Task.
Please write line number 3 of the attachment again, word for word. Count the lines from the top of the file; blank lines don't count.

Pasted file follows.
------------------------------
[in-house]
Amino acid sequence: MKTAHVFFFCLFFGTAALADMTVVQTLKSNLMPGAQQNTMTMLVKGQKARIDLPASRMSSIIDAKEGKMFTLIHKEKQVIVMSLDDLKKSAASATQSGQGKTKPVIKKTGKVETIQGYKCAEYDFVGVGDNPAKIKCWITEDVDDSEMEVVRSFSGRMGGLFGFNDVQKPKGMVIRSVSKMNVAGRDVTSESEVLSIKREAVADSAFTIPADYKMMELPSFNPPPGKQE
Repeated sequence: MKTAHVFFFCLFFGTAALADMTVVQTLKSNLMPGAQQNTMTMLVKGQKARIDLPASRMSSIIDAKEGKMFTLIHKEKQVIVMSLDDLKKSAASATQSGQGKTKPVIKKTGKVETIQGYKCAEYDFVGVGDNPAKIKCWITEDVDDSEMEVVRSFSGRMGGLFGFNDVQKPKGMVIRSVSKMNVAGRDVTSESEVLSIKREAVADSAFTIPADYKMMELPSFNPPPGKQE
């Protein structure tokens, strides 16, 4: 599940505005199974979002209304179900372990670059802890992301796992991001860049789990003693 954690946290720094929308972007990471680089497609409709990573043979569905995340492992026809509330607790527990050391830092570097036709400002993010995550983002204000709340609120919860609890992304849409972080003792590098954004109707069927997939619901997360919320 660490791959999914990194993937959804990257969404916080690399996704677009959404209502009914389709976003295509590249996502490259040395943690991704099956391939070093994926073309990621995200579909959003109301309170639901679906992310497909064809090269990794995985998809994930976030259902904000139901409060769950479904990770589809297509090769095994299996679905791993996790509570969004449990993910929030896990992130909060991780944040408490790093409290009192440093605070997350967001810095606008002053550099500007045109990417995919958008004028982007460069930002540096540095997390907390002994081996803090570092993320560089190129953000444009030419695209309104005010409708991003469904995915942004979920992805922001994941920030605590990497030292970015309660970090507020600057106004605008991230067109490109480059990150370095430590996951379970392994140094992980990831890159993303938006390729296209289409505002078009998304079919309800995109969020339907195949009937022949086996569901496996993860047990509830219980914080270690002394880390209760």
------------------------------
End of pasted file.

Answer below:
Repeated sequence: MKTAHVFFFCLFFGTAALADMTVVQTLKSNLMPGAQQNTMTMLVKGQKARIDLPASRMSSIIDAKEGKMFTLIHKEKQVIVMSLDDLKKSAASATQSGQGKTKPVIKKTGKVETIQGYKCAEYDFVGVGDNPAKIKCWITEDVDDSEMEVVRSFSGRMGGLFGFNDVQKPKGMVIRSVSKMNVAGRDVTSESEVLSIKREAVADSAFTIPADYKMMELPSFNPPPGKQE